LTE is what we should really be discussing - as that's the "4G" plan for Verizon, AT&T, and even probably Sprint/Clear - as well as most other major carriers in the world.

LTE will ultimately be cheaper for the carriers to deploy than any current "3G" or earlier technology. It does not require "more towers". Probably Kosm1o is thinking about WiMax, which was not really intended as a 4G technology at all - but rather a range- and performance- extended version of the type of WiFi networks most of us use at home. WiMax (802.16) extends the wifi range from a couple hundred feet to as much as six miles. That's practical for deploying broadband in urban areas (like Clear does) but not for a full-blown mobile wireless standard.

Lots of information (too much, really) about LTE can be found on the wikipedia page:

3GPP Long Term Evolution - Wikipedia, the free encyclopedia

Note that there is a lot of info there on build-out of towers and infrastructure in various regions of the world.

Note that cell sizes can be as small as 1KM, and as large as 100KM (which is a huge range) certainly not "towers every mile or so"

Note that a wide range of frequency bands can be used - lower frequencies like 900MHz can be used in rural areas for long-range connections. High frequencies like 2.4 GHz can be used in urban areas to pack more concurrent users into a single tower. in terms of the large amounts of data these systems provide - all of these are "very high frequencies" - and they're the same as was required for earlier standards like 3G.

Putting 4G support into modems and building out the towers and infrastructure is a chicken-and-egg problem. There is no point spending years and billions to put up LTE towers if nobody's modem even supports it. It's relatively simple to build new modems that include LTE support (in addition to support for all the legacy 3G and below standards). Those modems don't really cost any more to build than the older ones. If they are build on a newer chipset - they may even be cheaper.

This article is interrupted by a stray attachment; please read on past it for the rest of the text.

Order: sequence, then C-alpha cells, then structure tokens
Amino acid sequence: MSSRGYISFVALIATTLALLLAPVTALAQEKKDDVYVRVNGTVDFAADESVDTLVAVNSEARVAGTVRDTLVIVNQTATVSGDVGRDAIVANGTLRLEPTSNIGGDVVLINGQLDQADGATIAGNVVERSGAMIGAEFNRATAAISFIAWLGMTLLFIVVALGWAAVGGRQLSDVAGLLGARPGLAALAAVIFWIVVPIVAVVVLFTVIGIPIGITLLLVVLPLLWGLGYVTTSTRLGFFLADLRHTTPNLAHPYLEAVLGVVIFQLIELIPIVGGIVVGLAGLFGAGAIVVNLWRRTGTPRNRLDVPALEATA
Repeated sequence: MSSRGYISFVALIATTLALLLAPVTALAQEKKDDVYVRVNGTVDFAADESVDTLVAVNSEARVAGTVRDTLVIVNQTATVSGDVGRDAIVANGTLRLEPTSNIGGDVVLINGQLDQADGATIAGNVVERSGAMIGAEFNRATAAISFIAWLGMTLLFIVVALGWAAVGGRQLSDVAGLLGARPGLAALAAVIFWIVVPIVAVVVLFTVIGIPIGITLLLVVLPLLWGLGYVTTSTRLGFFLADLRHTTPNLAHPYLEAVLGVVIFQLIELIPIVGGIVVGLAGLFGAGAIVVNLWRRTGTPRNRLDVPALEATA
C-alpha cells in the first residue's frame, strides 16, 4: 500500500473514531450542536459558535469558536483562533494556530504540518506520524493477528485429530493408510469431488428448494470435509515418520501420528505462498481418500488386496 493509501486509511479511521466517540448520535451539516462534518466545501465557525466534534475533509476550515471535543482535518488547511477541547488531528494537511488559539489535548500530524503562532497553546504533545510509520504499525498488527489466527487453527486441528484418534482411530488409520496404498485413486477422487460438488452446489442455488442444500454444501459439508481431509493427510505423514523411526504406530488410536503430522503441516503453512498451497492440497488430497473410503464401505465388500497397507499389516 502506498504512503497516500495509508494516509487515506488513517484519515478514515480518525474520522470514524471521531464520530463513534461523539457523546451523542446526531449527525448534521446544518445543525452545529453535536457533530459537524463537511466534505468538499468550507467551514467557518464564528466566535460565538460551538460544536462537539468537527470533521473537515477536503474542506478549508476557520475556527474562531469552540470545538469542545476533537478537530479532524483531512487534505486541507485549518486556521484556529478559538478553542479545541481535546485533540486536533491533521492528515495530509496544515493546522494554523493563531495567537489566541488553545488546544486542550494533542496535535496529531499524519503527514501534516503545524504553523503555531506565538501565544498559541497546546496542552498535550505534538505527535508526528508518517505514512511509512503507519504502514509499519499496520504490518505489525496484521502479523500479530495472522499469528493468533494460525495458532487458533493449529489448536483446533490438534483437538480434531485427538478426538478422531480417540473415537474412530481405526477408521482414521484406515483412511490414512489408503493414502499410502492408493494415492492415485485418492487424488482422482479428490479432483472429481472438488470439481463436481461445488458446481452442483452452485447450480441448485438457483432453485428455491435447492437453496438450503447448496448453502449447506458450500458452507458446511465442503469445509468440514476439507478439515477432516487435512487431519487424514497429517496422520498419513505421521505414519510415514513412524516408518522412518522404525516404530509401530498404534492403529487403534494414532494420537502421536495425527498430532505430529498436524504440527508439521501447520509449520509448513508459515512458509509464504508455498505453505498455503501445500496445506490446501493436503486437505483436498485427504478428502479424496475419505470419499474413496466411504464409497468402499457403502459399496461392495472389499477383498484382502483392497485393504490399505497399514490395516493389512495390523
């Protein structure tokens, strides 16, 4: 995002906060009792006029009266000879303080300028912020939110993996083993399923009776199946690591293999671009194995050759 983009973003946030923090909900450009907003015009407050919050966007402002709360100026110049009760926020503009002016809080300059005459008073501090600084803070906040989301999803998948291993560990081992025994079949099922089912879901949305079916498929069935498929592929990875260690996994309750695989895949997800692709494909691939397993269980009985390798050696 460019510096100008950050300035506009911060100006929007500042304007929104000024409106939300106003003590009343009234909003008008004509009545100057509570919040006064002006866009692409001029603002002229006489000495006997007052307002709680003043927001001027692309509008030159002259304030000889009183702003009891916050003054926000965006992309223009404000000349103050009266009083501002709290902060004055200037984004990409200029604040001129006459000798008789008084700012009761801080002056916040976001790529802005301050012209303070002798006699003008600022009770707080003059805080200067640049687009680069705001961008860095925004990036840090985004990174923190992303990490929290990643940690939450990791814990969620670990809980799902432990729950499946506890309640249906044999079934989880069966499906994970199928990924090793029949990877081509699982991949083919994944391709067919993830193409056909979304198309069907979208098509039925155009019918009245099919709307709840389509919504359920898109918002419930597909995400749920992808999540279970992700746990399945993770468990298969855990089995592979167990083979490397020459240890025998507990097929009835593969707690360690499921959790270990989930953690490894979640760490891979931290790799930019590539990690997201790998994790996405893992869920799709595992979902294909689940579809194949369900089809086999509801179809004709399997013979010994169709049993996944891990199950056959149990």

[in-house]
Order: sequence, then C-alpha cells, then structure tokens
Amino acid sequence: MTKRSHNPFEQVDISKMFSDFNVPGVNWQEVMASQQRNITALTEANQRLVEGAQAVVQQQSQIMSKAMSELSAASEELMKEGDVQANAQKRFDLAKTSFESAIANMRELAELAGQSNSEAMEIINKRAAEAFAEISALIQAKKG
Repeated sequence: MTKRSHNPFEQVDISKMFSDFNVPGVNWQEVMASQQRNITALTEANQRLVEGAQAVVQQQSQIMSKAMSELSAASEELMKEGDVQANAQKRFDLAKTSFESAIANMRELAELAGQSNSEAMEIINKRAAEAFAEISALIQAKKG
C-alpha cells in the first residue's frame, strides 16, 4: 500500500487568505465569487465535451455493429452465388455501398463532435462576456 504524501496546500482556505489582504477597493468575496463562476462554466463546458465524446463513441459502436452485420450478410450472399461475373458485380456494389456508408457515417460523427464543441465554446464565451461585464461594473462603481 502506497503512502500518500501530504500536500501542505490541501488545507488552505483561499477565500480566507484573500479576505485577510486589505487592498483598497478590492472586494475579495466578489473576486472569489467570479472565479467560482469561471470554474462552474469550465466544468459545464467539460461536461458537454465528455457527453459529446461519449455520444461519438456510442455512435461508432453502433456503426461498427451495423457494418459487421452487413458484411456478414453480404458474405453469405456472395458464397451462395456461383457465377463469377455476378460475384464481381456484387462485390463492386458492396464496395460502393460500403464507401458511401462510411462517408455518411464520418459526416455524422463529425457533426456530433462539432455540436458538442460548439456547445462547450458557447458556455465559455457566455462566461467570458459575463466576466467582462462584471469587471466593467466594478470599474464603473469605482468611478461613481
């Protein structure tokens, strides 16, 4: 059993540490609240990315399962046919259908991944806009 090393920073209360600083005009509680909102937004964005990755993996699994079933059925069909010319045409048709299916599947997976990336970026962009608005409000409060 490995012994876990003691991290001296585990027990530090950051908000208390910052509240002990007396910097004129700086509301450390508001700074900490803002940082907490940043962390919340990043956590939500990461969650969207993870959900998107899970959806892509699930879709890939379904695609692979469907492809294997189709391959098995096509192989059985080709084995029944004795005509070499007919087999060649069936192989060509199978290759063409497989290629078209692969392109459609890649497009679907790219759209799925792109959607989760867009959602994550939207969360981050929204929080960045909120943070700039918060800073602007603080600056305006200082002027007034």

Once there are a lot of people with LTE-capable equipment, it makes sense to spend the huge bucks to populate the world with towers. However, that creates the uncomfortable situation we now have - people are starting to buy LTE modems and phones, but there aren't that many places they can get LTE service, so their modems don't do anything more than 3G most of the time. That does lead to confusion - particularly when companies market the benefits of LTE when they sell the modems - not later when the world is covered with towers. It would have been nicer to just quietly start putting LTE support into equipment, and make the big marketing splash when the build-out was finished. That just doesn't work in a competitive market, though. If your competitor announces LTE support and you don't - people buy their products instead of yours. There is no prize for taking the high road in high-tech marketing.

A good thing about LTE is - as its name implies, it was at least conceived to give us a standard that can evolve over time and continue to offer better performance, lower cost, and lower power consumption - without us having to throw everything away and deploy a new infrastructure every five years. It remains to be seen whether LTE can live up to that vision, or whether a total re-work will still be needed as new technologies come along.
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Old 10-12-2011, 02:14 PM   #65
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So Zenarmy, what will you do?
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Old 10-12-2011, 07:24 PM   #66
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Tfmkevin; excellent summary. The issue I have though is the concept that "the infrastructure buildout" will cost millions and it's a chicken and egg scenario. There used to be a concept in this country whereby companies innovate to remain competitive, and they make investments in R&D to propel that innovation into the marketplace that rewards them by buying their improved offering...not anymore! The investments are diverted to marketing to sell the masses on a "future state", the real problem is that they fail to mention the fine print which is; you will now pay for something you wont be getting, but with all the newfound profits you are driving our way; we will begin to build it. Imagine if Bell had tried that in the beginning?!!!!
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Old 10-12-2011, 08:44 PM   #67
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So Zenarmy, what will you do?
Zenarmy started this thread two years ago and has not been active on the forum for more than a year, so I doubt you will get an answer to your question. . .
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Old 10-12-2011, 08:50 PM   #68
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Well, unfortunately if that's the case it sounds like the cards have gone the same route as cell phones. I had this same hassle the last time I walked into a cell phone store and wanted to buy.......a cell phone.

They didn't have any cell phones. They had cell phones embedded in other devices, like cameras and game consoles. At least, that's what the sales guy wanted to sell me. Games. GPS. Cameras.